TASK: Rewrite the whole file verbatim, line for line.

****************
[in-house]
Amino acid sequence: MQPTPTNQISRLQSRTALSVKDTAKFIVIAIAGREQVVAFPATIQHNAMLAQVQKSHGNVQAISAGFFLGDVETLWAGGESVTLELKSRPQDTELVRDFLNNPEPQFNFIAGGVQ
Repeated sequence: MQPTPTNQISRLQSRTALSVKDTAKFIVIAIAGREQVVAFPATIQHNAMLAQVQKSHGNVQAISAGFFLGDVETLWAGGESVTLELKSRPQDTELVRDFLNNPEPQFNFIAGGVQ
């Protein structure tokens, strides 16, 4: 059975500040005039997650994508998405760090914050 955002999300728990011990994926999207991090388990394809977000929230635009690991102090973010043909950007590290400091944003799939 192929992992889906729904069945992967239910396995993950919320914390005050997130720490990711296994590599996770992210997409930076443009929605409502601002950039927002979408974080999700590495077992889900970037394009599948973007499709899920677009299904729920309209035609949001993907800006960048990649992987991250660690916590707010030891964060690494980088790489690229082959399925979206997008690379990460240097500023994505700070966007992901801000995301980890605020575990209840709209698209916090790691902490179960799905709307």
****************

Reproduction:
[in-house]
Amino acid sequence: MQPTPTNQISRLQSRTALSVKDTAKFIVIAIAGREQVVAFPATIQHNAMLAQVQKSHGNVQAISAGFFLGDVETLWAGGESVTLELKSRPQDTELVRDFLNNPEPQFNFIAGGVQ
Repeated sequence: MQPTPTNQISRLQSRTALSVKDTAKFIVIAIAGREQVVAFPATIQHNAMLAQVQKSHGNVQAISAGFFLGDVETLWAGGESVTLELKSRPQDTELVRDFLNNPEPQFNFIAGGVQ
């Protein structure tokens, strides 16, 4: 059975500040005039997650994508998405760090914050 955002999300728990011990994926999207991090388990394809977000929230635009690991102090973010043909950007590290400091944003799939 192929992992889906729904069945992967239910396995993950919320914390005050997130720490990711296994590599996770992210997409930076443009929605409502601002950039927002979408974080999700590495077992889900970037394009599948973007499709899920677009299904729920309209035609949001993907800006960048990649992987991250660690916590707010030891964060690494980088790489690229082959399925979206997008690379990460240097500023994505700070966007992901801000995301980890605020575990209840709209698209916090790691902490179960799905709307």